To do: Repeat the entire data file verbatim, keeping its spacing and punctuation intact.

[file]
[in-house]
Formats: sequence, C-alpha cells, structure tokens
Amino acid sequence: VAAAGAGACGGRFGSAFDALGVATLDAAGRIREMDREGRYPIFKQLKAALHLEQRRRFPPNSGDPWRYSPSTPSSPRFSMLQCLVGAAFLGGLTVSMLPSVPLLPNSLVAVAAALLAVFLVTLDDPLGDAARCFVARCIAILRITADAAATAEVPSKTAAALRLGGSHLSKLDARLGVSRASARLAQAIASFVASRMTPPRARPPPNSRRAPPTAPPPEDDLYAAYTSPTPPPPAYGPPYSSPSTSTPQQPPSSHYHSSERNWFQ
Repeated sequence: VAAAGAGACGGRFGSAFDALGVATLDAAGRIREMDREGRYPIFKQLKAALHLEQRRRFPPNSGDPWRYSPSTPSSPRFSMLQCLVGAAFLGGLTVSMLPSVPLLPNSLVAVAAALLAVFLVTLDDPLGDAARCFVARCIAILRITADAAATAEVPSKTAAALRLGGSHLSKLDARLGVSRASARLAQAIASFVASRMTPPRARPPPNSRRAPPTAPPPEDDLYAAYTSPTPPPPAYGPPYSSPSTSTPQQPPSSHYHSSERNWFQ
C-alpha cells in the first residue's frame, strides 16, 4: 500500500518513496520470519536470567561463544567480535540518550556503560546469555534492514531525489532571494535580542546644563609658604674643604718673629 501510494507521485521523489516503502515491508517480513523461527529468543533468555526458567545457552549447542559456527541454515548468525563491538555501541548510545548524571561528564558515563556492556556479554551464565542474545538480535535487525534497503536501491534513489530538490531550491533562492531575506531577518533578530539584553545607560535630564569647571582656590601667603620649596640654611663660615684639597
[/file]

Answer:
[in-house]
Formats: sequence, C-alpha cells, structure tokens
Amino acid sequence: VAAAGAGACGGRFGSAFDALGVATLDAAGRIREMDREGRYPIFKQLKAALHLEQRRRFPPNSGDPWRYSPSTPSSPRFSMLQCLVGAAFLGGLTVSMLPSVPLLPNSLVAVAAALLAVFLVTLDDPLGDAARCFVARCIAILRITADAAATAEVPSKTAAALRLGGSHLSKLDARLGVSRASARLAQAIASFVASRMTPPRARPPPNSRRAPPTAPPPEDDLYAAYTSPTPPPPAYGPPYSSPSTSTPQQPPSSHYHSSERNWFQ
Repeated sequence: VAAAGAGACGGRFGSAFDALGVATLDAAGRIREMDREGRYPIFKQLKAALHLEQRRRFPPNSGDPWRYSPSTPSSPRFSMLQCLVGAAFLGGLTVSMLPSVPLLPNSLVAVAAALLAVFLVTLDDPLGDAARCFVARCIAILRITADAAATAEVPSKTAAALRLGGSHLSKLDARLGVSRASARLAQAIASFVASRMTPPRARPPPNSRRAPPTAPPPEDDLYAAYTSPTPPPPAYGPPYSSPSTSTPQQPPSSHYHSSERNWFQ
C-alpha cells in the first residue's frame, strides 16, 4: 500500500518513496520470519536470567561463544567480535540518550556503560546469555534492514531525489532571494535580542546644563609658604674643604718673629 501510494507521485521523489516503502515491508517480513523461527529468543533468555526458567545457552549447542559456527541454515548468525563491538555501541548510545548524571561528564558515563556492556556479554551464565542474545538480535535487525534497503536501491534513489530538490531550491533562492531575506531577518533578530539584553545607560535630564569647571582656590601667603620649596640654611663660615684639597